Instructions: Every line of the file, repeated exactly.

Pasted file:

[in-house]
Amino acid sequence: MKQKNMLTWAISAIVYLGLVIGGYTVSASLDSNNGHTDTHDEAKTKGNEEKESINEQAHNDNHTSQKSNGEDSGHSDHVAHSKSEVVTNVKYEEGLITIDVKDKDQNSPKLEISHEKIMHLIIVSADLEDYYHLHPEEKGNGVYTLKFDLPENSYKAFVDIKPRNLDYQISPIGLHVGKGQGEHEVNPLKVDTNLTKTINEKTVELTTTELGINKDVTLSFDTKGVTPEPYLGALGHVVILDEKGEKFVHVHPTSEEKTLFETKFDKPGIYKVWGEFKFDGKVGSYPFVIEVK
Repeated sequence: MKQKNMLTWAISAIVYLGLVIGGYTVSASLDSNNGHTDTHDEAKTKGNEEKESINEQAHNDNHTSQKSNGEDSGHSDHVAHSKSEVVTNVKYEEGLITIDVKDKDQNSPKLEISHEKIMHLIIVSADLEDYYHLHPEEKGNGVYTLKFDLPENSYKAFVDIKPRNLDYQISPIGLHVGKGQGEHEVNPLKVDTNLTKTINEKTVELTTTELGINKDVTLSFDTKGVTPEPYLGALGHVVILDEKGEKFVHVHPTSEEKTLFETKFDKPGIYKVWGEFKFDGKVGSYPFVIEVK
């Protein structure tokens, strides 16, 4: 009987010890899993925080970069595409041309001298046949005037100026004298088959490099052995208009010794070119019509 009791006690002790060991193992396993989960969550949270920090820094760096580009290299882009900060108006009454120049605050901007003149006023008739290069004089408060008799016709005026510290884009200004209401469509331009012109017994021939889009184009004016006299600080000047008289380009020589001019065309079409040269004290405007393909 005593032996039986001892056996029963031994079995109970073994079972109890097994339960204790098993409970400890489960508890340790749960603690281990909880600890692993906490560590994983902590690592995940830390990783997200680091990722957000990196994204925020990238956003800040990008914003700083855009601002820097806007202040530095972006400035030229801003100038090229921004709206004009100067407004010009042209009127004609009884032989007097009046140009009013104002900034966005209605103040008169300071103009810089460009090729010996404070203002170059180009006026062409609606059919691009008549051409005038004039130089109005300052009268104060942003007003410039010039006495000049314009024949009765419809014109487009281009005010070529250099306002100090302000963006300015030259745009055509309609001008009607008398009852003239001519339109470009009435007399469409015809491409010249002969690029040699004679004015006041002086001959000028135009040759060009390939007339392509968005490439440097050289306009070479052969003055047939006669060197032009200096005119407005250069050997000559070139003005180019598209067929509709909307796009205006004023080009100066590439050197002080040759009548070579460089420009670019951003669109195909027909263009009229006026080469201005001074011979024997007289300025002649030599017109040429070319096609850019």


[in-house]
Amino acid sequence: MKQKNMLTWAISAIVYLGLVIGGYTVSASLDSNNGHTDTHDEAKTKGNEEKESINEQAHNDNHTSQKSNGEDSGHSDHVAHSKSEVVTNVKYEEGLITIDVKDKDQNSPKLEISHEKIMHLIIVSADLEDYYHLHPEEKGNGVYTLKFDLPENSYKAFVDIKPRNLDYQISPIGLHVGKGQGEHEVNPLKVDTNLTKTINEKTVELTTTELGINKDVTLSFDTKGVTPEPYLGALGHVVILDEKGEKFVHVHPTSEEKTLFETKFDKPGIYKVWGEFKFDGKVGSYPFVIEVK
Repeated sequence: MKQKNMLTWAISAIVYLGLVIGGYTVSASLDSNNGHTDTHDEAKTKGNEEKESINEQAHNDNHTSQKSNGEDSGHSDHVAHSKSEVVTNVKYEEGLITIDVKDKDQNSPKLEISHEKIMHLIIVSADLEDYYHLHPEEKGNGVYTLKFDLPENSYKAFVDIKPRNLDYQISPIGLHVGKGQGEHEVNPLKVDTNLTKTINEKTVELTTTELGINKDVTLSFDTKGVTPEPYLGALGHVVILDEKGEKFVHVHPTSEEKTLFETKFDKPGIYKVWGEFKFDGKVGSYPFVIEVK
């Protein structure tokens, strides 16, 4: 009987010890899993925080970069595409041309001298046949005037100026004298088959490099052995208009010794070119019509 009791006690002790060991193992396993989960969550949270920090820094760096580009290299882009900060108006009454120049605050901007003149006023008739290069004089408060008799016709005026510290884009200004209401469509331009012109017994021939889009184009004016006299600080000047008289380009020589001019065309079409040269004290405007393909 005593032996039986001892056996029963031994079995109970073994079972109890097994339960204790098993409970400890489960508890340790749960603690281990909880600890692993906490560590994983902590690592995940830390990783997200680091990722957000990196994204925020990238956003800040990008914003700083855009601002820097806007202040530095972006400035030229801003100038090229921004709206004009100067407004010009042209009127004609009884032989007097009046140009009013104002900034966005209605103040008169300071103009810089460009090729010996404070203002170059180009006026062409609606059919691009008549051409005038004039130089109005300052009268104060942003007003410039010039006495000049314009024949009765419809014109487009281009005010070529250099306002100090302000963006300015030259745009055509309609001008009607008398009852003239001519339109470009009435007399469409015809491409010249002969690029040699004679004015006041002086001959000028135009040759060009390939007339392509968005490439440097050289306009070479052969003055047939006669060197032009200096005119407005250069050997000559070139003005180019598209067929509709909307796009205006004023080009100066590439050197002080040759009548070579460089420009670019951003669109195909027909263009009229006026080469201005001074011979024997007289300025002649030599017109040429070319096609850019």